designed? If so, how?
The answer to this question is obviously yes! But to actually design a
better defense is n o t so easily accomplished. Leonards (1984) proposes to
move the drainage system from below the clay lining to the surface, and to
add a 3-inch protective asphalt lining on top. This is perhaps an improvement
b u t in the author's opinion n o t a complete solution. Making a watertight seal
where the lining joins the intake t o w e r would have been very difficult. Differential settlement across the faults, combined with horizontal elongation, quite

138
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probably would have ruptured the asphaltic membranes as well as the asphalt
paving and thus still led to concentrated inflows to the foundation faults.
Also the 4-inch clay tile drains would have had insufficient capacity to handle
the large inflows from cracks in the asphalt lining.
At the Ludington Pumped Storage Reservoir in Michigan (Whitehead and
Ruotolo, 1973), where the embankments were also of highly erodible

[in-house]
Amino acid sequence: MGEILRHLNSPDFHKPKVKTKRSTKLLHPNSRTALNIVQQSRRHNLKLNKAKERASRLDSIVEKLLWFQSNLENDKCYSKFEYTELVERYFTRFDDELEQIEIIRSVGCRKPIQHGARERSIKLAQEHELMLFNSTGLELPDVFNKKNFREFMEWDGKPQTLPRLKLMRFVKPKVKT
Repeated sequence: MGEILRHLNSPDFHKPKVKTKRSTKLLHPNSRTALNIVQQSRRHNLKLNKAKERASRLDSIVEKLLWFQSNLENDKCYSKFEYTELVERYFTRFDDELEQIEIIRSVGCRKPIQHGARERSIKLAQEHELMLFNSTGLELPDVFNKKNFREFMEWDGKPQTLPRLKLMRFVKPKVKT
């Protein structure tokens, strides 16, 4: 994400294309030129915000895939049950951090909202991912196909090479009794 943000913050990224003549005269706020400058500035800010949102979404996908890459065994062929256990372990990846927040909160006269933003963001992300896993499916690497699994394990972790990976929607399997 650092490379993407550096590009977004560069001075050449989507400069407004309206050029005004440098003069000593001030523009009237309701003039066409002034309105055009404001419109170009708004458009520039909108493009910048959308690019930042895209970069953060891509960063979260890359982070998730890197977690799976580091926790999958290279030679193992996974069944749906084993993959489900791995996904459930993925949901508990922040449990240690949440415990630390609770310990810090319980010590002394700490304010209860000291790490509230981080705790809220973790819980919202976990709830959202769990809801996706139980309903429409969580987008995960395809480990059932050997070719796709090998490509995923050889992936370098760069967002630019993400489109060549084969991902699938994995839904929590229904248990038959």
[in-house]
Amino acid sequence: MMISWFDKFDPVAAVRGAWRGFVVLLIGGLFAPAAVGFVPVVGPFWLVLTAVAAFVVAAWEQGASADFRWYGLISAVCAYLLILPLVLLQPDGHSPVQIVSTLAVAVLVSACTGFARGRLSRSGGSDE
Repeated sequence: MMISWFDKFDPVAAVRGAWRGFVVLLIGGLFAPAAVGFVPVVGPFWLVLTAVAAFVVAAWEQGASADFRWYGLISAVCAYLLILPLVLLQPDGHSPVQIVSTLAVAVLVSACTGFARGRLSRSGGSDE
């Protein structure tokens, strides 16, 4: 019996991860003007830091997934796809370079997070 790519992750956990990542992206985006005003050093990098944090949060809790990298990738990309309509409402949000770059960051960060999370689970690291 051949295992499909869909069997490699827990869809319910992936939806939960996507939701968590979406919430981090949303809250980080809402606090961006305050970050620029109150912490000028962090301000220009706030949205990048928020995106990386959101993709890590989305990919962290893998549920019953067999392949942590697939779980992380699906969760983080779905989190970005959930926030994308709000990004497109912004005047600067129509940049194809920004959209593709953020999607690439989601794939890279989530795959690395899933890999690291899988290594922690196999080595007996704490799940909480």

materials, the scheme adopted consisted of the following:
Hydraulic asphalt concrete lining was selected for technical economic
advantages. From bottom to top, the asphalt pavement consists of a 3-inch
(76 mm) layer of hydraulic asphalt concrete; 18 inch (460 mm) of wellgraded ll/~-inch (38 mm)-(max) aggregate, which serves as drain; a 21/~-inch
(64 mm) layer of binder course, serving as binder between overlying impervious
asphalt and drain material; and two 21/~-inch (64 mm) layers of impervious
hydraulic asphalt concrete.
At the toe of the asphalt face and inside the 18-inch (460 mm) drain layer
is a 10-inch (254 mm) slotted fiberglass pipe running around the entire inner
perimeter of the embankment. To this pipe are connected 8-inch (203 mm)
diam. fiberglass casing (no slots) at 150 ft. (45.7 m) intervals; these run up
the slope and terminate in a manhole at the top of the embankment. Any
water finding its way into the drainage zone between asphalt layers is
collected in the toe drain and pumped to the surface by submersible pumps